Portqry.exe, a part of Support Tools for Windows 2003, is a convenient tool to check the availability of TCP / UDP ports on a remote server that enables to diagnose issues related to operation of various services and presence of firewalls in TCP/IP networks. The first version of Portqry for Windows Server 2003 doesn’t work correctly in newer OS versions (Windows Server 2008 +), so the second version of the utility, PortQryV2, has been released. It is the version that you should use today (you can download PortQryV2 here).
Originally Portqry utility was exclusively a console (CLI) tool. For example, to check the availability of a DNS server from a client, you need to check that 53 TCP and UDP ports are open on it. The syntax of the command was as follows:
PortQry -n server [-p protocol] [-e || -r || -o endpoint(s)]
- -n is the name or IP address of the server, which availability you are checking;
- -e is the port number to be checked (from 1 to 65535);
- -r is the range of ports to be checked (for example, 1:80);
- -p is the protocol used for checking. It may be TCP, UDP or BOTH (TCP is used by default).
In our example, the command looks like this:
PortQry.exe –n 10.0.25.6 -p both -e 53
Portqry will return one of three states of port availability:
- Listening means that the port is open (accepts connections);
- Not Listening shows there isn’t any process on the target system that accepts connections on the specified port;
- Filtered means that PortQry hasn’t receive any response from the specified port or the response has been filtered. I. e., this port is not listening on the target system or the access to it is restricted by a firewall or some system settings.
In our example, the DNS server is available from the client both over TCP and UDP.
TCP port 53 (domain service): LISTENING
UDP port 53 (domain service): LISTENING
Using -o attribute, you can specify the sequence of ports to check their availability.
portqry -n 10.0.25.6 -p tcp -o 21,110,143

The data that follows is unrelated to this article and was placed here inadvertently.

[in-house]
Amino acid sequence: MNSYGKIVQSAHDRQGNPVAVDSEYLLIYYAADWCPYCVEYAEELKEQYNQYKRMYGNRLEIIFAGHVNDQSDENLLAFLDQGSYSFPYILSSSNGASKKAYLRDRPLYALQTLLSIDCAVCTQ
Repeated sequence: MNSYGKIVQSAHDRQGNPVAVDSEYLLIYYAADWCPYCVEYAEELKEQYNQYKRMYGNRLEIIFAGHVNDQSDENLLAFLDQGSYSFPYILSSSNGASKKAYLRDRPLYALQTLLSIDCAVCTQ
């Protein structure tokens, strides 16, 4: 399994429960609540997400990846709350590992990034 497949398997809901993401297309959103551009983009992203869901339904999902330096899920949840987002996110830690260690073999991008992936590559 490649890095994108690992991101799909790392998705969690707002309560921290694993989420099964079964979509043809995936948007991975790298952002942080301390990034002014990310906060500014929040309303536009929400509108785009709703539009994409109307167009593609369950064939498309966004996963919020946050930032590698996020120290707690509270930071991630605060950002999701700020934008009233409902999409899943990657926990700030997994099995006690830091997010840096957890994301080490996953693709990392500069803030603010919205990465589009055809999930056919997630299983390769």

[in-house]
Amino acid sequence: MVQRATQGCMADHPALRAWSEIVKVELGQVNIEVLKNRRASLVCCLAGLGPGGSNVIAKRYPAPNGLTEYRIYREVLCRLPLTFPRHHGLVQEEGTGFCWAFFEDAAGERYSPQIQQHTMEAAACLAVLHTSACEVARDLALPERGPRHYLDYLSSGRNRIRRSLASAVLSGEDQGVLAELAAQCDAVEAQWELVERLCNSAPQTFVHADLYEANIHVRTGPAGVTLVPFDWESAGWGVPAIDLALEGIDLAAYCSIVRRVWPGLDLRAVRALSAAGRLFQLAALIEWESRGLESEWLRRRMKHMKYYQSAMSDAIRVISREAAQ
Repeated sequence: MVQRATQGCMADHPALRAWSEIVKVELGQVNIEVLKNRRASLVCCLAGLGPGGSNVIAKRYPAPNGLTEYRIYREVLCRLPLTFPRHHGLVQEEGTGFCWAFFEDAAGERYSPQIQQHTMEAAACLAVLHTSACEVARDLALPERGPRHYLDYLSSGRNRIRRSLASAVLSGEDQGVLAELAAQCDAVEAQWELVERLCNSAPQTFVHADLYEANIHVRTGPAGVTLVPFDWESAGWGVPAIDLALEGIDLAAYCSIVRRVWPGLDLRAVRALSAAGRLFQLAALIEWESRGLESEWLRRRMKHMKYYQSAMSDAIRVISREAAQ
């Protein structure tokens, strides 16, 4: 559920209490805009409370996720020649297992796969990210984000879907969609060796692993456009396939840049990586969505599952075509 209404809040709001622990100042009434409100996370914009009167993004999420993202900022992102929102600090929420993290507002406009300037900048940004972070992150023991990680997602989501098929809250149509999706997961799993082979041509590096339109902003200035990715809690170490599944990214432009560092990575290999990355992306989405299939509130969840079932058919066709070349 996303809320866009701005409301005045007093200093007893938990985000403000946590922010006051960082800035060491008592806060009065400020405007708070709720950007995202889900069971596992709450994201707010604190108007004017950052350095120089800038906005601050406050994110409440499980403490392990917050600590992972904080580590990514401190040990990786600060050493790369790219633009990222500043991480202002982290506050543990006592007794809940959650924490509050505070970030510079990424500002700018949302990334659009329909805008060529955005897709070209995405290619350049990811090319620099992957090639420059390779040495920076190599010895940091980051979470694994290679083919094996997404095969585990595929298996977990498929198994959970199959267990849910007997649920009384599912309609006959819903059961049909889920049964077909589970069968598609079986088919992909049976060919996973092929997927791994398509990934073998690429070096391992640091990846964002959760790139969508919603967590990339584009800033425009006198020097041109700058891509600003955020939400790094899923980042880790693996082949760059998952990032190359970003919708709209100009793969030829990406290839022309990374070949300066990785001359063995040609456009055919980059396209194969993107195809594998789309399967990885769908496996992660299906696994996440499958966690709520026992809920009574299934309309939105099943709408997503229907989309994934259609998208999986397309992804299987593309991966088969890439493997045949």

The next command scans the ranges of the well-known TCP/IP port numbers and returns the list of ports that accept the connections (works as TCP Port Scanner):
portqry -n 10.0.25.6 -r 1:1024 | find ": LISTENING"
PortQry has an built-in support of some network services. These are LDAP, Remote Procedure Calls (RPC), e-mail protocols SMTP / POP3 / IMAP4, SNMP, FTP/ TFTP, NetBIOS Name Service, L2TP, etc. In addition to checking port availability, the tool performs protocol-specific requests to obtain the status of services.
For example, using the following command you can check the availability of RPC endpoint mapper service (TCP/135) and get the list of names of RPC endpoints registered in the system (including their names, UUID, the address they are bounded to and the application they are related to).
portqry -n 10.0.25.6 -p tcp -e 135
portqry -n 10.0.25.6 -p tcp -e 135
TCP port 135 (epmap service): LISTENING
Using ephemeral source port
Querying Endpoint Mapper Database…
UUID: 8975497f-93f3-4376-9c9c-fd2277495c27 Frs2 Service
UUID: 6b5bd21e-528c-422c-af8c-a4079be4a448 Remote Fw APIs
UUID: 12345678-1234-abcd-ef22-0123456789ab IPSec Policy agent endpoint
UUID: 3c4428c5-f0ab-448b-bda1-6ce01eb0a6d5 DHCP Client LRPC Endpoint
Total endpoints found: 61
==== End of RPC Endpoint Mapper query response ====
portqry.exe -n 10.0.25.6 -e 135 -p TCP exits with return code 0x00000000.
To make it more convenient for the users who don’t like to use the command prompt, MSFT has developed the simplest graphic interface for portqry – PortQueryUI. You can download PortQueryUI from the official Microsoft download website: PortQueryUI.
Actually, PortQueryUI is a graphic add-in for portqry to create a command string and return the result in the graphic window.
Also, PortQueryUI has a number of the predefined set of queries to check the availability of the popular Microsoft services:
- Domain and trusts
- Exchange Server
- SQL Server
- IP Sec
- Web Server
- Net Meeting
I think PortQueryUI doesn’t need any special comments. It should be clear if you look at the screenshot below.
It is worth to comment on possible return codes in PortQueryUI (highlighted on the screenshot).
- 0 – the connection has been established successfully and the port is available;
- 1 – the specified port is unavailable or filtered;
- 2 – a normal return code when checking the availability of a UDP connection, since ACK response is not returned.